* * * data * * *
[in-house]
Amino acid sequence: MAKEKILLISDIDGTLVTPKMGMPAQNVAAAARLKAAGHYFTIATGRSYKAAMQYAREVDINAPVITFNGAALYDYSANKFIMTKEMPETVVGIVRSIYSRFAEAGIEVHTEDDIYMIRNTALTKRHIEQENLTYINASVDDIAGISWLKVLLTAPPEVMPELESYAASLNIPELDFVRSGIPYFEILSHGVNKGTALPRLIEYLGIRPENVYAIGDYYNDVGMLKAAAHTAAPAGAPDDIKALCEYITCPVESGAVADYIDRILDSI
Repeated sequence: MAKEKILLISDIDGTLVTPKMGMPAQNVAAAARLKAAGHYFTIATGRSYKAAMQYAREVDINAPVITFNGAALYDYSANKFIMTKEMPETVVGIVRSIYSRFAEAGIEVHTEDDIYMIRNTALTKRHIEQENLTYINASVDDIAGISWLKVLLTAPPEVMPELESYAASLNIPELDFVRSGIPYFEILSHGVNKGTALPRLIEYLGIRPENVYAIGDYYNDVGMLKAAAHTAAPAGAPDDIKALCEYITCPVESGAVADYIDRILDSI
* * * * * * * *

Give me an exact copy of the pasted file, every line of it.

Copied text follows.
[in-house]
Amino acid sequence: MAKEKILLISDIDGTLVTPKMGMPAQNVAAAARLKAAGHYFTIATGRSYKAAMQYAREVDINAPVITFNGAALYDYSANKFIMTKEMPETVVGIVRSIYSRFAEAGIEVHTEDDIYMIRNTALTKRHIEQENLTYINASVDDIAGISWLKVLLTAPPEVMPELESYAASLNIPELDFVRSGIPYFEILSHGVNKGTALPRLIEYLGIRPENVYAIGDYYNDVGMLKAAAHTAAPAGAPDDIKALCEYITCPVESGAVADYIDRILDSI
Repeated sequence: MAKEKILLISDIDGTLVTPKMGMPAQNVAAAARLKAAGHYFTIATGRSYKAAMQYAREVDINAPVITFNGAALYDYSANKFIMTKEMPETVVGIVRSIYSRFAEAGIEVHTEDDIYMIRNTALTKRHIEQENLTYINASVDDIAGISWLKVLLTAPPEVMPELESYAASLNIPELDFVRSGIPYFEILSHGVNKGTALPRLIEYLGIRPENVYAIGDYYNDVGMLKAAAHTAAPAGAPDDIKALCEYITCPVESGAVADYIDRILDSI